Our 5 day residency at <fidget> took us right up to the day before Bushwick Open Studios in Brooklyn – where we headed next to join forces with Detroit and Brooklyn artists for Spread Art’s Summer Showcase. The two day showcase featured artists exploring patterns and effects of individual and group migration through site-specific movement, sonic and performance art in the street.
On Saturday, Rachael and I performed “Propriosonic” as a part of Spread Art and Thing NY‘s Grattan Street Performance Block Party in front of Pine Box Rock Shop. Huge thanks to Zerina Phillip for capturing video of this performance.
Other Saturday Bushwick Open Studios performances included a set with Thomas Bell’s Oxygen Ensemble with James Cornish and Michael Monford:
And a large scale multimedia group improv to cap the night off:
Sometimes the tasteful thing to do is lay out…
On Sunday Rachael Ahn Harbert and I were joined by Billy Mark for a theatrical improvisation as part of Spread Art’s “Transplant – Own Your Own Dirt” showcase, which transformed an empty lot in the heart of Bushwick into a site-specific consideration of physical and psychological placement and replacement.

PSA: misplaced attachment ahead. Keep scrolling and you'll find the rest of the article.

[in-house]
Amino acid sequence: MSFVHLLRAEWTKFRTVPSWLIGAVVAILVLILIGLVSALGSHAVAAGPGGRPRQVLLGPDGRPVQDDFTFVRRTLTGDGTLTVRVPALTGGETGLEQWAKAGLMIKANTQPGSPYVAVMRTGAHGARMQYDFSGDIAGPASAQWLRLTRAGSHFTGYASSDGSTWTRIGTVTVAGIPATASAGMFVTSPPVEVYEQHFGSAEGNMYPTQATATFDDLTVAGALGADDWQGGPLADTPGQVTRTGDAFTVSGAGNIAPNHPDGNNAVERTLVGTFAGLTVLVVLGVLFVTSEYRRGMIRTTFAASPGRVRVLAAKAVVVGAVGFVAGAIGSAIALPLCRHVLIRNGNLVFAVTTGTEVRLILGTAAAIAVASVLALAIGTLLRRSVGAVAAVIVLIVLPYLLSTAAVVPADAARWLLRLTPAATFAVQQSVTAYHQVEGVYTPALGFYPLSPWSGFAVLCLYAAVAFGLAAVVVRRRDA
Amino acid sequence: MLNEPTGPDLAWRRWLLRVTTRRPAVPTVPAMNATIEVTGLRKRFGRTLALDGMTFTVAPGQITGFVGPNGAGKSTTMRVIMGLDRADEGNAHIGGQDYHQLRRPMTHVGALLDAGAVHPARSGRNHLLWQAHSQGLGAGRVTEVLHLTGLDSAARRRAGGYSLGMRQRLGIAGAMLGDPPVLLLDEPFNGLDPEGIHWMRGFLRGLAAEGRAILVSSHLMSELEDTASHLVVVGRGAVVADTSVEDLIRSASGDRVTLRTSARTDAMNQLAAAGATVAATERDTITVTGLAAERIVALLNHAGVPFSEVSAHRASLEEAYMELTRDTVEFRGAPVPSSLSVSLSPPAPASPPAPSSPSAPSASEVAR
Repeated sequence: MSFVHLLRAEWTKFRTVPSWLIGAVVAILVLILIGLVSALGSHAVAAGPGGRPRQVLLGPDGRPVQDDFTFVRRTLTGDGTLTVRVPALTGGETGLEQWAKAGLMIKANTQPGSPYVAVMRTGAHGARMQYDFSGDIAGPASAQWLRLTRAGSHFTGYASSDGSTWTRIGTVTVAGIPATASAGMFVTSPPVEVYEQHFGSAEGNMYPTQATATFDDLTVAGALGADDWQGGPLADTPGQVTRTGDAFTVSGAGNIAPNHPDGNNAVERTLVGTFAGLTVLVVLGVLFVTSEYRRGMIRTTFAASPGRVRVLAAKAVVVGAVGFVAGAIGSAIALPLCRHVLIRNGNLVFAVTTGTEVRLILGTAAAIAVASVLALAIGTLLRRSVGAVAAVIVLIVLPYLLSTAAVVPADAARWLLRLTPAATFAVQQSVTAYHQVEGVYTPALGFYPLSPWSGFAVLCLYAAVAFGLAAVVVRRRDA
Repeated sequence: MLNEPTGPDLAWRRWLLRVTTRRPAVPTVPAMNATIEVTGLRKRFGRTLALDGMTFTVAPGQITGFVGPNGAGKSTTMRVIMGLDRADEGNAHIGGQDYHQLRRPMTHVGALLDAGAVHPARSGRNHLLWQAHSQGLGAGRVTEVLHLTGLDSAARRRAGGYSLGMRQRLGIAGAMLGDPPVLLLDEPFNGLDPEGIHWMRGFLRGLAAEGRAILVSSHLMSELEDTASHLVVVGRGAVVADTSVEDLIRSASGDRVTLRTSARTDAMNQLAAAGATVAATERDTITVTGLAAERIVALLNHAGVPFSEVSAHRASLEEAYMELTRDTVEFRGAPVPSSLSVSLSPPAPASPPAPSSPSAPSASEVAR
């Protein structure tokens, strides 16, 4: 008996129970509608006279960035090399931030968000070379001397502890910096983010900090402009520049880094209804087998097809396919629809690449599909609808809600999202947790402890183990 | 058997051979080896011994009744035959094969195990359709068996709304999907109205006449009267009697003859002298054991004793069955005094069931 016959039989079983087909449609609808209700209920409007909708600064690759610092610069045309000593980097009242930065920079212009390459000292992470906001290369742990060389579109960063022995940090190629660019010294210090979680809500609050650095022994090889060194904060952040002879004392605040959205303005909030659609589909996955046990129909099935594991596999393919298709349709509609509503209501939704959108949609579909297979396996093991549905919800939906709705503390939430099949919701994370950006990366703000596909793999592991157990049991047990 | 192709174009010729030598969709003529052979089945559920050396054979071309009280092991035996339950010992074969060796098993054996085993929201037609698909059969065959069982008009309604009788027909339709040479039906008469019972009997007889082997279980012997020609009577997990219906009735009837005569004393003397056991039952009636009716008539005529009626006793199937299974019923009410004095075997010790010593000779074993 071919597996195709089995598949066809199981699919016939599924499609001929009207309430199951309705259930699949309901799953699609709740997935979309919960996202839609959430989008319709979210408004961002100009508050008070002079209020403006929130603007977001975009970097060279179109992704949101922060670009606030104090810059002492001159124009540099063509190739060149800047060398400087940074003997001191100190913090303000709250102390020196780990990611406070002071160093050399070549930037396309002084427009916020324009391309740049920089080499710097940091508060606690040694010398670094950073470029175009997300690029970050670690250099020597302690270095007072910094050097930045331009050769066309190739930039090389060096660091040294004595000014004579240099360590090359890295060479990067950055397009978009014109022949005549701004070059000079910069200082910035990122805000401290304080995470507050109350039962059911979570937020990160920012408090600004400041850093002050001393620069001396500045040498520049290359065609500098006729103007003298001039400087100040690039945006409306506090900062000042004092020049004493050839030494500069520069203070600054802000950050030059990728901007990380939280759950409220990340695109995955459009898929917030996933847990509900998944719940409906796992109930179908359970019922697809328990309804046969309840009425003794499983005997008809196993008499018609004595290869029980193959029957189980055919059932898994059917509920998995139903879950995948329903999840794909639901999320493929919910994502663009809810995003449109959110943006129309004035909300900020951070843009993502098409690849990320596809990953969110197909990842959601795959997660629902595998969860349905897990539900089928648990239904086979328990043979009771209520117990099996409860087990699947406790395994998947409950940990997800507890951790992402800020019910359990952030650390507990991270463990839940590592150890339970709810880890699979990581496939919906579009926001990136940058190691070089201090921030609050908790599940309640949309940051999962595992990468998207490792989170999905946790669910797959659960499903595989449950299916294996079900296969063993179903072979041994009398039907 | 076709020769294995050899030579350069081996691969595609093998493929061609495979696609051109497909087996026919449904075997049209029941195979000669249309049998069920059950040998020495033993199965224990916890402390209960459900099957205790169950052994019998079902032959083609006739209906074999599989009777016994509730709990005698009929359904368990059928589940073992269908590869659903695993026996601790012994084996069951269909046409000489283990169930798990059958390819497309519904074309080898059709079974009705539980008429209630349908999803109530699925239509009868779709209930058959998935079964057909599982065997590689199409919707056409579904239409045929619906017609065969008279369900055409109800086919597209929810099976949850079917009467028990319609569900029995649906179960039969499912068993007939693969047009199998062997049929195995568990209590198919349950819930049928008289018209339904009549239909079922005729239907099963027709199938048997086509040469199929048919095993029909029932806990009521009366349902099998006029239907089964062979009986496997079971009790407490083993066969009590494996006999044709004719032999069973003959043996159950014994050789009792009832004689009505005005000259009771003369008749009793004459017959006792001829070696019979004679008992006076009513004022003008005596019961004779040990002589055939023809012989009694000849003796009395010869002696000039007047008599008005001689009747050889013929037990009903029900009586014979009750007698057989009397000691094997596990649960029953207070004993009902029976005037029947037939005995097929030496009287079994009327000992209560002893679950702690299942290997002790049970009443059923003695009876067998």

Inside that shed in the background = a hi-hat, snare drum, 9 tennis and racquet balls, a tennis racket, and myself at battle with all of them.
Other featured artists in Spread Art’s summer group show: Thomas Bell (Detroit), Megan Bridge/fidget (Philadelphia), James Cornish (Detroit), Alexander D’Agostino (Baltimore), Andrea Daniel (Detroit), Reshounn Foster (Detroit), Rachael Ahn Harbert (Detroit), Billy Mark (Detroit), Michael Monford (Detroit), Claribel Jolie Pichardo (Bklyn), Kalan Sherrard (Bklyn), Shua Group (NJ)
Huge thanks to Spread Art and <fidget> for all of the time and space that I was allotted to explore and express for that (crazy-ass) week.
Serial Live Processor